Learning times tables is hard. More often than not, students learn their times tables facts and forget them soon after. The problem is that kids who are presented with times tables are trying to learn things for which they have no reference.
The Times Tables the Fun Way picture-story method is designed to aid memorization and retention of fundamental math facts. Using a picture and story to illustrate the numbers, students have a visual clue to recall the math fact. This makes learning times tables easy and fun!
In Times Tables the Fun Way, we turn numbers into characters and tell stories so kids can have a visual image to easily retrieve the answers to the math facts. For example, for teaching ones we say, “One is like a mirror. When six is with one, he looks back and sees himself so the answer is six.”
In order for students to experience quick success, easier stories are taught first. Kids get an ah-ha moment and think, “I can do this. I get it.” They’re eager to learn more stories in the program. (For more on the best sequence for teaching multiplication facts, read, “What’s the Best Order to Teach Times Tables?“)
Making Times Tables Memorable
Though the picture-story method for learning math facts is fast and effective for learning times tables, not every student learns in the same way and at the same pace. Kids with learning differences, such as dyslexia and dyscalculia, for example, may need to have math lessons reinforced for math facts to stick in their memory.
Here are 10 fun and effective ways to reinforce math facts using Times Tables the Fun Way:
1. Stimulate interest in the story by discussing the storyline before it is read. Ask students questions that are pertinent to the story. When the story is finally introduced, students will be more likely to remember the story because it will fit into something that they have discussed and experienced.
2. Tell the story to the students while they look at the picture in the text. Or, if working one-on-one, read the story together and then spend some time talking about the picture. This reinforces the story-number connection. Be as imaginative and creative as you can while telling the story. There is always room to add more details. Kids love stories and will often be very attentive during this part of the learning process.
3. Ask a student to read the story out loud in the text. The rest of the class can read along.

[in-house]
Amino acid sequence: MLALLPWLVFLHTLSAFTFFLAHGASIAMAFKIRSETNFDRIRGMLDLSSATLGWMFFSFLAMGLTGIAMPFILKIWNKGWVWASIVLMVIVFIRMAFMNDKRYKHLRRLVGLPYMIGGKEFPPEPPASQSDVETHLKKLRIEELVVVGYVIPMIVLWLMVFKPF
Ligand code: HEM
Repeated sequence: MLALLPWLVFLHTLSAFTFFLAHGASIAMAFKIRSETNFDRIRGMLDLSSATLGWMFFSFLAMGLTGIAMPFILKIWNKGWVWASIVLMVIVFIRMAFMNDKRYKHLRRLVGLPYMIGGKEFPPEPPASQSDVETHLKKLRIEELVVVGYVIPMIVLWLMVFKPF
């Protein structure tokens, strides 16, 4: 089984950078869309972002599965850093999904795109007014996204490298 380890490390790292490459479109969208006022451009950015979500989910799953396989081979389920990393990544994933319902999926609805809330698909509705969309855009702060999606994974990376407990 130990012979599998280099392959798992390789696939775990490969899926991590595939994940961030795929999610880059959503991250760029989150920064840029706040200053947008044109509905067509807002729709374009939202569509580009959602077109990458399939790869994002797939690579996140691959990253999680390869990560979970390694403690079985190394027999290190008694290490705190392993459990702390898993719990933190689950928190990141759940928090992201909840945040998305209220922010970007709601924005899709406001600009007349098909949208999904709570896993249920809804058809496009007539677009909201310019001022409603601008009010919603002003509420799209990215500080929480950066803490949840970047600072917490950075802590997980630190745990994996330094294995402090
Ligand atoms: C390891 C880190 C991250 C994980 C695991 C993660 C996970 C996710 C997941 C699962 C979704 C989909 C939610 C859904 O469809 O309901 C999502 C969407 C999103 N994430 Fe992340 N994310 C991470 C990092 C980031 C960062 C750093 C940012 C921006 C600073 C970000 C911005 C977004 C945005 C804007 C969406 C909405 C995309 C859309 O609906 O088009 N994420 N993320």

4. Ask another student to read the caption located underneath the picture.
5. Write the fact on the board or a piece of paper and remind the students to look at the numbers of the fact and remember the story. Point out the similarities. For example: “Don‛t these two 8s look like snowmen? And remember how cold they are and that the sticks are for the fire. ‘Sticks are for’ sounds like 64.”
6. Ask the students to tell the story in their own words. This is best done during the following lesson.
7. Use additional learning activities, such as having students make their own flashcards or book with the story illustrations and the facts.
8. Play games with the Times Tables the Fun Way Clue Cards. Students can compete against themselves by trying to better their previous times with a small group of clue cards (about 10). Or, you can divide kids into groups and have relay races with the clue card sets.
9. If working one-on-one, read one story per day. Bedtime is preferable because kids will have the night’s sleep to allow the story to gel in long-term memory. The following morning ask your student to tell you the story or the fact. For instance, “Do you remember that story for 6 x 6? What was it?” Your learner can then tell the story in their own words.
10. Retention is improved when students are able to thoroughly learn each story and fact before moving on to more stories. Therefore, proceed at a comfortable pace for the learner and be sure to offer plenty of praise.
Mastering Times Tables
Mastery of the times tables is the largest mathematical hurdle students will encounter. It is so important that all basic math skills of the elementary and junior high grades depend on it.
Self-esteem and personal assessment of ability is often tied to mastery of the times tables. Students compare themselves to their peers and measure their own intelligence by their performances. Give your students a head start and the confidence they’ll need to excel in math by teaching them Times Tables The Fun Way.
The Times Tables the Fun Way system is designed as an introduction to times tables for 2nd or 3rd graders, but it can also be used in special education programs and in the higher grades for review or learning of the more difficult or forgotten facts. Times Tables the Fun Way™ is available in print and digital formats to suit every kind of learner and teaching environment. Check out our new Teacher’s Kits with everything you need to make teaching times tables fun and easy. School licenses are available too.
Prefer to learn online? Try a free trial of Online Times Alive for Macs and PCs (or Times Alive app for iPhones and iPads) today. Find out why kids continue to achieve success with our award-winning math lessons.